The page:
Alzheimer's Daughter

The Story

Alzheimer’s Daughter introduces the reader to my healthy parents, Ed and Ibby, years before their diagnosis, then recounts painful details as our roles reversed and I became my parents’ parent.

Their disease started as translucent, confused thoughts and ended in a locked memory care unit after a near decade of descent into the opaque world of Alzheimer's.

I began writing Alzheimer’s Daughter one week after my mother's death––when I was stunned, realizing Dad had no memory of her or their 66-year marriage.

I write to pay tribute to the undying spirit at Ed and Ibby's core, and with the hope that the story of their parallel decline might be helpful to others.

Saturday, March 17, 2012

Book Review of SO, WHAT IS LOVE? by Ann B. Keller

Ann B. Keller pays tribute to her husband's parents, George and Patricia Keller, by writing the forward to, So, What Is Love? 
Ann’s mother-in-law, Patricia, wrote this memoir when she was in her eighties, caring for her husband George while he declined with Alzheimer’s disease for twelve years before his death. Patricia died four years later.
Patricia's writing is mushy, sugary, tender, eloquent, and vividly detailed. She briefly takes us back to her post World War II courtship with George, then through the years they raised a family, continuing through their retirement when they renovated an old Victorian home in Wellington, Ohio. The bulk of the text describes George's battle with Alzheimer’s, and how Patricia struggled to care for him.
At times the reader will wince with pain as George, at two hundred pounds, no longer recognizes Patty, a mere one hundred pounds. Thinking she’s an intruder into their home, he attacks her, and she has to call the police to subdue her own husband. You’ll gasp and be repulsed when George tries to wash his face in a public urinal. You’ll chuckle while shaking your head and moaning with sadness when Patty struggles to change George's soiled diaper in a men's restroom, while other men listening think there’s hanky-panky going on in the locked stall.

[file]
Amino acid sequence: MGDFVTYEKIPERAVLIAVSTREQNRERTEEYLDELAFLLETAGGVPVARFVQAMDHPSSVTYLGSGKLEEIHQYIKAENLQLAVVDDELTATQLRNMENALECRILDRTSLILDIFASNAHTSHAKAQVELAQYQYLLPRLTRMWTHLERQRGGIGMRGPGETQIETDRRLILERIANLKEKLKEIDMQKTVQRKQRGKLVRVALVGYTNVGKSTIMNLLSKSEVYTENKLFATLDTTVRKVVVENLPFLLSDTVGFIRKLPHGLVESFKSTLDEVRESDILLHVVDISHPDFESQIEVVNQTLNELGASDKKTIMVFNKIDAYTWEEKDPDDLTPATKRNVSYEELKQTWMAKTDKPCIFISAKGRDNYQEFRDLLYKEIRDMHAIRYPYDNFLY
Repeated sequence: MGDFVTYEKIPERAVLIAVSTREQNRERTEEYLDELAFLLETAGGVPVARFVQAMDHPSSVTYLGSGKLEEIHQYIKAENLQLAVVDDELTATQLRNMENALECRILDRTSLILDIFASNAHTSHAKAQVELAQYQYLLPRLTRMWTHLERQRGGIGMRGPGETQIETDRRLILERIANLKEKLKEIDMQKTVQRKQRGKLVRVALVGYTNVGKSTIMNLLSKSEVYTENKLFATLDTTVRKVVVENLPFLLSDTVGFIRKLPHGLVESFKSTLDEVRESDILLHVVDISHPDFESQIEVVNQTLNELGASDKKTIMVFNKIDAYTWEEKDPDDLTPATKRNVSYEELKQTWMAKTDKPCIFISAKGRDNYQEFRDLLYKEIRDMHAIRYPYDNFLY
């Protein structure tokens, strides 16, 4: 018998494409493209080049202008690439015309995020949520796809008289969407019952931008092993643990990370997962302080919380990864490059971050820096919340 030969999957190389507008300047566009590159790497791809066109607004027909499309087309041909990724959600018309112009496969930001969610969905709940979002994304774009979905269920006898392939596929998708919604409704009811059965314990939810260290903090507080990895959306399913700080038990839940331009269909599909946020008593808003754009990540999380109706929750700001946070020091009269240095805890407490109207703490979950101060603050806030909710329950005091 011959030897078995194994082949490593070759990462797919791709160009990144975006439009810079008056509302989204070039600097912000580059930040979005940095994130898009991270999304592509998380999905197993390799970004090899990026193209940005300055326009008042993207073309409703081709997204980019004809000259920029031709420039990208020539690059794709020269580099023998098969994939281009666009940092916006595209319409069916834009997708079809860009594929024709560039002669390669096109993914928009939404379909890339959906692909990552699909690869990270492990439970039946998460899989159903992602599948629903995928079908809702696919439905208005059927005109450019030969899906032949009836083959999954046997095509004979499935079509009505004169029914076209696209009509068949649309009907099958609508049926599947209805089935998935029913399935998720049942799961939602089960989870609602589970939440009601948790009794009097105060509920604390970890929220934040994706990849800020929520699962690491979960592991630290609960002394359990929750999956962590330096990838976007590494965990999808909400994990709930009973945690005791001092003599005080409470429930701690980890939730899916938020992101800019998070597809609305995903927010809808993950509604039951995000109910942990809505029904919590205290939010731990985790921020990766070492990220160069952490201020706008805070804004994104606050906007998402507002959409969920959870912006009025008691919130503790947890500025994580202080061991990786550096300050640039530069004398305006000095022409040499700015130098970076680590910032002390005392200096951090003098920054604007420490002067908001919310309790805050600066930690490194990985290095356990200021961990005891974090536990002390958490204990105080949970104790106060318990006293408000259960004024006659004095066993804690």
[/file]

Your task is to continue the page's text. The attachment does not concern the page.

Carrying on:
This book gives an honest picture of the difficult life and immense love of a spouse-caretaker. I read the memoir in two days. Once I started, it was impossible to put down.
As I read, I thought, what's so gripping about this book? I concluded, perhaps I was captivated because someone who lived in Wellington, Ohio was the author. I could visualize the house, the town, and the people. But in the months to follow, I’ve read over a dozen other memoirs written by loved ones of people afflicted by Alzheimer’s, and So, What Is Love? continues to stand out. I’m in awe of the clarity with which Patricia Keller, an elderly woman, poured her heart out on the page. Her flowery language leaves no doubt she deeply loved her husband, but she does not hold back on gruesome details of his disease and behavior. This much honesty had to be excruciating to reveal, making the book riveting. 
If one can appreciate the sugary language as representative of the era, Patricia’s truthful clarity makes this book impossible to forget. 

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